Volume I / Issue 4

Thoughts on the Arizona Shooting

A year after the Columbine High School massacre, rapper Eminem reflected upon the belatedness of public concern for important issues in his single, “The Way I Am”:
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Promoting Equitable Access to Essential Medicines

In July 2010, the World Health Organization (WHO), World Intellectual Property Organization (WIPO), and World Trade Organization (WTO) organized a symposium to tackle one of the most important issues of our times—access to medicines. Each year, millions of people in low-and middle-income (LMI) countries die from preventable and treatable diseases. According to Dr. Margaret Chan, director-general of WHO, “roughly one billion people live on the margins of survival. Read More »


Time to Get Financially Fit

Happy New Year—Time to get Financially Fit!
Now that the holidays have passed and Spring 2011 semester is upon us, many students may begin to feel the financial stress and worry about how to pay for summer expenses. Read More »


Language Barriers in the Legal Profession

Recognizing the importance of interpreters for clients with limited English proficiency is not a radical notion—it is common sense. Many of us would be appalled to learn of a non-English speaking client who was forced to undergo criminal proceedings in the U.S. without an interpreter in the courtroom. Read More »


The Story of Gin Chan and the Power of History

As I sat in the very first class of Race and the Law listening to students introduce themselves and share what they wanted out of the class, I scrambled through many thoughts. Instead of just rambling through random points, I desperately wanted to piece together a cohesive introduction, especially since these topics mattered so deeply to me. Read More »


Halfway Done, Long Way to Go

Nearly four weeks into the semester, I am starting to come to terms with the somewhat terrifying reality that the inaugural class is halfway done with law school. Looking back, I am amazed beyond words by all that my classmates have accomplished—creating student organizations, writing student notes, and perhaps most significantly, laying the foundation for UCI Law’s professional reputation. Read More »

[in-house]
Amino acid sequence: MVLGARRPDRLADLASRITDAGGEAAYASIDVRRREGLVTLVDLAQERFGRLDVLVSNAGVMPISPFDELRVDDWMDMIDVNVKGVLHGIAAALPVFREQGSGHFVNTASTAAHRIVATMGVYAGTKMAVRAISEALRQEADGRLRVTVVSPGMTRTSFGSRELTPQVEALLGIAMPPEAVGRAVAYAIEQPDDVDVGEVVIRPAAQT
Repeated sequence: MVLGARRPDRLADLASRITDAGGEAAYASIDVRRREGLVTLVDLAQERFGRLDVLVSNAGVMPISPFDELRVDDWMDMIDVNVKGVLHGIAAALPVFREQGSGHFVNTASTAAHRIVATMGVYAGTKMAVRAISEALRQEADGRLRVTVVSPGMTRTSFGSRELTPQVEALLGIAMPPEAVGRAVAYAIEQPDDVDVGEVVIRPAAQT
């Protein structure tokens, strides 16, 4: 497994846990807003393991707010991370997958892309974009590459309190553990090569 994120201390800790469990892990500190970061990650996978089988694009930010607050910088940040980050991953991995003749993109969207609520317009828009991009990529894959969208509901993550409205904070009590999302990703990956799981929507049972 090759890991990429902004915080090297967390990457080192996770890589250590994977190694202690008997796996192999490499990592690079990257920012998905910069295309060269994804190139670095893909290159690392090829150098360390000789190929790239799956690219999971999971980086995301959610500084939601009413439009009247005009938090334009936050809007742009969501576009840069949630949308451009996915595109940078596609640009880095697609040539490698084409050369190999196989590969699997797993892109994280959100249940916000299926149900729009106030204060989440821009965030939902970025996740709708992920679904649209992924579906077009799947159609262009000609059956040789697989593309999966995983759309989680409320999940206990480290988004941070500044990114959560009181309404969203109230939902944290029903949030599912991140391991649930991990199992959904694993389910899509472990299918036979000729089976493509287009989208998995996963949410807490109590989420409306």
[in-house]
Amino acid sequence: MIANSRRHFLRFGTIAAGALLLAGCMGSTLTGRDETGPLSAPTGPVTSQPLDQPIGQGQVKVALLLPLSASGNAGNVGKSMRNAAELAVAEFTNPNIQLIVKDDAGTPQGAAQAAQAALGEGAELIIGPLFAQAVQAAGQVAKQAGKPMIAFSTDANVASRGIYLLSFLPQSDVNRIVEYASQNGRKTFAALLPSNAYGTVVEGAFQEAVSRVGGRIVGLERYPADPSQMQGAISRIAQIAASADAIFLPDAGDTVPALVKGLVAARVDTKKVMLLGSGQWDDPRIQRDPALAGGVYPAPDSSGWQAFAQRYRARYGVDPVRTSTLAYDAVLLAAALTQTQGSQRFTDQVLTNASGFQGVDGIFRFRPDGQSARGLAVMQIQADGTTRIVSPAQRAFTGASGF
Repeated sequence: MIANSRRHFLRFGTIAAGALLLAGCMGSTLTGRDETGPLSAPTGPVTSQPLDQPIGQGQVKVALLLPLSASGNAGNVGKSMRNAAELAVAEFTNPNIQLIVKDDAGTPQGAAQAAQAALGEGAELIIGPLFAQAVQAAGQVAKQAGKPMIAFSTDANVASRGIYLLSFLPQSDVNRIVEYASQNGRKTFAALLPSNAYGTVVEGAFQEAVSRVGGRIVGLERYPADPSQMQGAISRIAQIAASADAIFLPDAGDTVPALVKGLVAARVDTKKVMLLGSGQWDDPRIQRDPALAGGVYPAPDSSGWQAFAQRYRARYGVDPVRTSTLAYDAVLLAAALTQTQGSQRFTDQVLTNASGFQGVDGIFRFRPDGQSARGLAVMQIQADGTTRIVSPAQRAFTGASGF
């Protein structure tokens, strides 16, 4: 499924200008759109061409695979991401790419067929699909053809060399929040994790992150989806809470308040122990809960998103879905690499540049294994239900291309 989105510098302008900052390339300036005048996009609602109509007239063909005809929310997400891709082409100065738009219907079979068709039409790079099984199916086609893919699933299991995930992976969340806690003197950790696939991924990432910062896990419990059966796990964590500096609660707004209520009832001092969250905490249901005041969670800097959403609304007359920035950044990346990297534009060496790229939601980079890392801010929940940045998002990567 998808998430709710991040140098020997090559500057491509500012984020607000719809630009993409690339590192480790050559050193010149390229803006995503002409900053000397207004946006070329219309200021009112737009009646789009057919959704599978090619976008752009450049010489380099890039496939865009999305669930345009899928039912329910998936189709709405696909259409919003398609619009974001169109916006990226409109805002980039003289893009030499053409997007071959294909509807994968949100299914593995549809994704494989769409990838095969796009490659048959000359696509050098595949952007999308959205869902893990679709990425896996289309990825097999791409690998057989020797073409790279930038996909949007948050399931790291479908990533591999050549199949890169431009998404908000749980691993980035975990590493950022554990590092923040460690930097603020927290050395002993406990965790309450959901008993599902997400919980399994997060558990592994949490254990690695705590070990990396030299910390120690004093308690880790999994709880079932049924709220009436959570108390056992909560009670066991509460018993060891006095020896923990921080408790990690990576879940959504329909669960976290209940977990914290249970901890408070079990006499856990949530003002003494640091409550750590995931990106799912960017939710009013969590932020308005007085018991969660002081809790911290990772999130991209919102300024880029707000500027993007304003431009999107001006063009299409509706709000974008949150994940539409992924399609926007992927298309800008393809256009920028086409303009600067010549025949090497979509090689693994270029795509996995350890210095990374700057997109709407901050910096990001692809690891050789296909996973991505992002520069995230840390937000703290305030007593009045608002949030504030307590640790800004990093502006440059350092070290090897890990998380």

One-Man Band

I was pleasantly surprised to receive a flyer for a performance by UCI Law 1L David Pierucci scheduled for Friday, January 7, 2011 at Ray’s Pizza at the University Center. Very general biographical information was offered on the flyer, but from what I could piece together in my ability to do so the first day or two back from the holiday vacation was that there would be pizza and music. Read More »


My Life in High-Res

There is a movement out there called slow-photography, which asks us “what’s the point?” Indeed, what is the point when cameras have become so quick, so versatile, and so affordable that you can document every friend you have, every night you are not alone, and every sunset you think is the best one you have ever seen. Read More »


“After this our exile…”: My Glimpse into the Refugee’s Plight

Over winter break, two classmates, Lauren Gruber (1L) and Susan Lewis (2L), and I went to Amman, Jordan as part of our work with the Iraqi Refugee Assistance Project (IRAP). On the day before our fact-finding and client meetings actually began, I lost my passport. Now, I have little idea whether losing a passport is a big deal to most people, but for me it was terrifying. Read More »


Distinctions between Covering and Personal Choice

On January 20, 2011, Professor Carrie Menkel-Meadow led the reading group Perspectives in a discussion on Professor Kenji Yoshino’s book Covering: The Hidden Assault on Our Civil Rights. Read More »



Dean Ortiz began the first class discussion in Spanish for Lawyers by asking, “¿Por qué estás aquí?”(Why are you here?) A few bilingual students responded as native speakers. Another student, who studied in Spain, had a distinctly different accent from the rest of us and used the Vd. and vosotros verb forms, which are unique to Spain. Other students struggled for a few moments and then expressed themselves with competence and clarity. Read More »


From the Editor

We are back, and Voice is sporting a new look. Well, not entirely—the paper is different. From now on, we will be printing most copies of Voice on ivory copy paper. Voice will still be published on newsprint, but only a few copies will be available. Although it was a very difficult decision to make since newspapers should be published on newsprint, we had to change the paper to increase our distribution, lower our costs, and save lots of time. As always, the content will remain the same despite any changes to the appearance of the newspaper. For those who read Voice online, you can ignore all of the above.


This Month’s Cartoon

Dream Deferred by Lisa Payne